My taxi struggled along the Jaipur road towards the airport.

The two-lane road was clogged by an endless convoy of lorries. Finally I arrived at Indira Gandhi International airport. Despite the hour it was teeming with people.

The queues snaked around the airport and back to where they had started.

Foreign tourists stared in bewilderment. Locals with the resigned look of those used to waiting.

I could not help feeling a sense of relief at being back in a country where things work
"Is it always like this?" I asked a man in the queue ahead of me.

"Pretty much," he sighed.

I was finally shepherded aboard the flight to Shanghai.

Next to me sat a friendly looking Indian man in shorts and running shoes.

"Is this your first trip to China?" he asked me.

"No," I replied, "I live there."

"Really," he said, his interest piqued, "what should I expect?"

"I think," I said, "you should expect to be surprised."

Jaw dropping

Six hours later, our plane taxied to a halt in front of the soaring glass and steel of Shanghai's Pudong International Airport.

A poor child sits on the street in New Delhi (Photo: Manpreet Romana/AFP/Getty Images)
In Delhi I had been shocked to see thousands of people sleeping rough on the streets every night, nothing but the few rags they slept in to call their own
As we emerged into the cool silence of the ultra-modern terminal, my new companion's jaw slid towards his belly button.

"I was not expecting this," he said, his eyes wide in wonder. "Oh no, I definitely was not expecting this".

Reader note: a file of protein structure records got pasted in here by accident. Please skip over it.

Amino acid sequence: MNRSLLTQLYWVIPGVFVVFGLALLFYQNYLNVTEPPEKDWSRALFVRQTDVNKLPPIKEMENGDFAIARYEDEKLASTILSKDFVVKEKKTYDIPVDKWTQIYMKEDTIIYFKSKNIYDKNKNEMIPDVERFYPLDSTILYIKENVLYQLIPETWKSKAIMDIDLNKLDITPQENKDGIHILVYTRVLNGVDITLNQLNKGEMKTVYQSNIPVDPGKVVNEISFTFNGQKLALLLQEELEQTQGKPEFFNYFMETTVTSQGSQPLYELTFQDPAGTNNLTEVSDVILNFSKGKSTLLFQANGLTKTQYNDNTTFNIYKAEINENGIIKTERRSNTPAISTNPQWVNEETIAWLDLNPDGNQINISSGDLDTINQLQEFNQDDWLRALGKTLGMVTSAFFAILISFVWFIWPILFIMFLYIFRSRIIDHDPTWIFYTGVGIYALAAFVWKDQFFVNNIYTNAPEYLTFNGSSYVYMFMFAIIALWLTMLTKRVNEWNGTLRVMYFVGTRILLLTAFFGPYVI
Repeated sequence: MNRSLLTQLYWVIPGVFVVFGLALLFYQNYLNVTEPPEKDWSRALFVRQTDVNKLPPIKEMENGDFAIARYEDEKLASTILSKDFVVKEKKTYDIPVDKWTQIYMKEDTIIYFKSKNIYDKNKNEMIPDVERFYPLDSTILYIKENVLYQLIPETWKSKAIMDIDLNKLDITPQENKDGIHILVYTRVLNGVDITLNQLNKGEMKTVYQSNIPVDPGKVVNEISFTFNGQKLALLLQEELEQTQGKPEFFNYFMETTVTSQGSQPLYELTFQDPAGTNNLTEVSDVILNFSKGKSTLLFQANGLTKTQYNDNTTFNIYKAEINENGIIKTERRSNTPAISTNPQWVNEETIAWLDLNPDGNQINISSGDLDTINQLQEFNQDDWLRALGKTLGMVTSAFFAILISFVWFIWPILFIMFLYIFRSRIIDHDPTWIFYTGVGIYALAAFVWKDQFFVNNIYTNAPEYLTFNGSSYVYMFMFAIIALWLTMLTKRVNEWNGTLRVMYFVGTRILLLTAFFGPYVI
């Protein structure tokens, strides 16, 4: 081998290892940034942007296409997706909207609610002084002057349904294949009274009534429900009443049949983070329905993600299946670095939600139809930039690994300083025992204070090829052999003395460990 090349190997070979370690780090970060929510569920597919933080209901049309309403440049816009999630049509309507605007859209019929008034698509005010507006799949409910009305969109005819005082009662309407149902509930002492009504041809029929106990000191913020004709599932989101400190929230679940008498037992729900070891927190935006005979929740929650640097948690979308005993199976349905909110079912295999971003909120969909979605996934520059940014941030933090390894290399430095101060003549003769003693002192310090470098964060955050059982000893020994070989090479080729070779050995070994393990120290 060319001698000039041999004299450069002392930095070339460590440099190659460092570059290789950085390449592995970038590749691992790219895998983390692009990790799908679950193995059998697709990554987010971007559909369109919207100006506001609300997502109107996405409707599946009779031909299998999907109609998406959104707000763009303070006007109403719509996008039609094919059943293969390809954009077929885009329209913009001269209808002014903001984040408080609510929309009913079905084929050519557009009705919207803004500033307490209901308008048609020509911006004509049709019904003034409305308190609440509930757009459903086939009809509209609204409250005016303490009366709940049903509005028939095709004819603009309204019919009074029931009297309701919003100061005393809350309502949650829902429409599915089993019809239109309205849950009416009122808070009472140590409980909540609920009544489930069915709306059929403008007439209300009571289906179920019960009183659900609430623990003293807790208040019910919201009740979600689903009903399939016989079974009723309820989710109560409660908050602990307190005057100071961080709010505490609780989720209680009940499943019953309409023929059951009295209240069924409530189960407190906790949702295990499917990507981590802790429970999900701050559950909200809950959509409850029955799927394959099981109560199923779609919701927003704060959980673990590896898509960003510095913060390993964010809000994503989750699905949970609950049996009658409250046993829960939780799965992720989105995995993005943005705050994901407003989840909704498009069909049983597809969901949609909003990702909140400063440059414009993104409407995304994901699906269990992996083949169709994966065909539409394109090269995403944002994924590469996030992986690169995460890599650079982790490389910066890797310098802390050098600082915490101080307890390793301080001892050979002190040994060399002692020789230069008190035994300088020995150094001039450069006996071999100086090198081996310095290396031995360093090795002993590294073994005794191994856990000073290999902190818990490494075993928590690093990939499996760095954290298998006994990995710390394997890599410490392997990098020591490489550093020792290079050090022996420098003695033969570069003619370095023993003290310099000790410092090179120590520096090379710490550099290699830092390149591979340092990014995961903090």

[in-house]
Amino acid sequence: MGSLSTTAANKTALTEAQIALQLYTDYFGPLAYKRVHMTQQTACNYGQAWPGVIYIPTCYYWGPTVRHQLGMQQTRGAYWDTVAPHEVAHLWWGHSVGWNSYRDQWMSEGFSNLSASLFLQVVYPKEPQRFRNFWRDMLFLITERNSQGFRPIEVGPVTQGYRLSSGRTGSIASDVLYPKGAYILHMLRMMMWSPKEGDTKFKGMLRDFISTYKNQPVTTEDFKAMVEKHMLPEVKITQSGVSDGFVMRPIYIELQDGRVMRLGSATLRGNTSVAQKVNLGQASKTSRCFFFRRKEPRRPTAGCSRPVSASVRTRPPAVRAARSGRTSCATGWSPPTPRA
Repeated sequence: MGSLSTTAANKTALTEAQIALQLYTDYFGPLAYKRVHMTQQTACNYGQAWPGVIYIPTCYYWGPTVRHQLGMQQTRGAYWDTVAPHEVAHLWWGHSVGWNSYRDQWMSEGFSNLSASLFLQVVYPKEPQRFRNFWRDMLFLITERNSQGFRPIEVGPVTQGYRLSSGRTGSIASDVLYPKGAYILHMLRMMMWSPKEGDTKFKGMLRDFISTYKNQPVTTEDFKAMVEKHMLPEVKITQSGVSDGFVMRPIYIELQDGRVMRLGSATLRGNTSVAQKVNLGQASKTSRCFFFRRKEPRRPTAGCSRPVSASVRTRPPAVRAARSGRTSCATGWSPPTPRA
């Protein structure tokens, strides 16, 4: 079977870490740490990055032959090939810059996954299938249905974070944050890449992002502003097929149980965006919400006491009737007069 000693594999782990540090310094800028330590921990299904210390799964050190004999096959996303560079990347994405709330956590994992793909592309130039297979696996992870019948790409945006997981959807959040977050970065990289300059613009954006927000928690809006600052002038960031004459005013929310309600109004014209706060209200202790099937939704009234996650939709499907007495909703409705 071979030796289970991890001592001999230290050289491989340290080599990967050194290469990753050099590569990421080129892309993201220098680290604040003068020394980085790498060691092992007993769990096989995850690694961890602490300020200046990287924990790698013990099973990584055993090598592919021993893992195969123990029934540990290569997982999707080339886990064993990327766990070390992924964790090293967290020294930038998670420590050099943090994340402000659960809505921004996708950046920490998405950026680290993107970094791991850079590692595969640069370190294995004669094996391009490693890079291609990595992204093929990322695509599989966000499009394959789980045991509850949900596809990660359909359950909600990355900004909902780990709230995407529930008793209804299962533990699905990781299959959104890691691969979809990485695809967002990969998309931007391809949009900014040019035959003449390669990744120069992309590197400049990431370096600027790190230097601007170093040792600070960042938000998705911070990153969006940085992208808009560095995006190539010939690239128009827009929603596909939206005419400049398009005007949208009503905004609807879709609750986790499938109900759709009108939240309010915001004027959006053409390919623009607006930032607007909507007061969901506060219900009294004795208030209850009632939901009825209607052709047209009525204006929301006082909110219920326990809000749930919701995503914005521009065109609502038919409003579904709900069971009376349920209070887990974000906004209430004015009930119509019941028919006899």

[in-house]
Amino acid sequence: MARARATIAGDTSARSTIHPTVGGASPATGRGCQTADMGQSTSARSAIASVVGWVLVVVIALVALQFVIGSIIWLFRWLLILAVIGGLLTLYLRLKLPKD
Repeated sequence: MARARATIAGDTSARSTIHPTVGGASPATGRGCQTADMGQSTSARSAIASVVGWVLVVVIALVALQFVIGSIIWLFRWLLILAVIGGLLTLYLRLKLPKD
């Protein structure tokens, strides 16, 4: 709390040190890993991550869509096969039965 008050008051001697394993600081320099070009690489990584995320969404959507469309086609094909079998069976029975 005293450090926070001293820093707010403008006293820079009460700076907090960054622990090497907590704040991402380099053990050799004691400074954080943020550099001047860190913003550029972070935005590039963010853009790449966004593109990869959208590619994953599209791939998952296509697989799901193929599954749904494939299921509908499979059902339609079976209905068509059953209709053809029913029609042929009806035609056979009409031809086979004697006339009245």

I also found myself looking at China afresh.

Later that day as I drove home from Beijing airport along the smooth six-lane highway I could not help feeling a sense of relief at being back in a country where things work.

And it was not just the airports and roads.

Driving through a village on the edge of Beijing I was struck by how well everyone was dressed.

In Delhi, I had been shocked to see thousands of people sleeping rough on the streets every night, nothing but the few rags they slept in to call their own. Even deep in China's countryside that is not something you will see.

In Delhi I had been told of the wonders of India's new economy, of the tens of thousands of bright young graduates churning out the world's latest computer software.

I thought of China's new economy, of the tens of millions of rural migrants who slave away in factories, making everything from plimsolls to plasma televisions.

And of the same rural migrants, heading home to their villages at Chinese New Year festival loaded down with gifts, their pockets stuffed full of cash.

China is not a free society, and it has immense problems. But its successes should not be underestimated.

They are ones that India, even with its open and democratic society, is still far from matching.

From Our Own Correspondent was broadcast on Saturday 22 July, 2006 at 1100 BST on BBC Radio 4. Please check the programme schedules for World Service transmission times.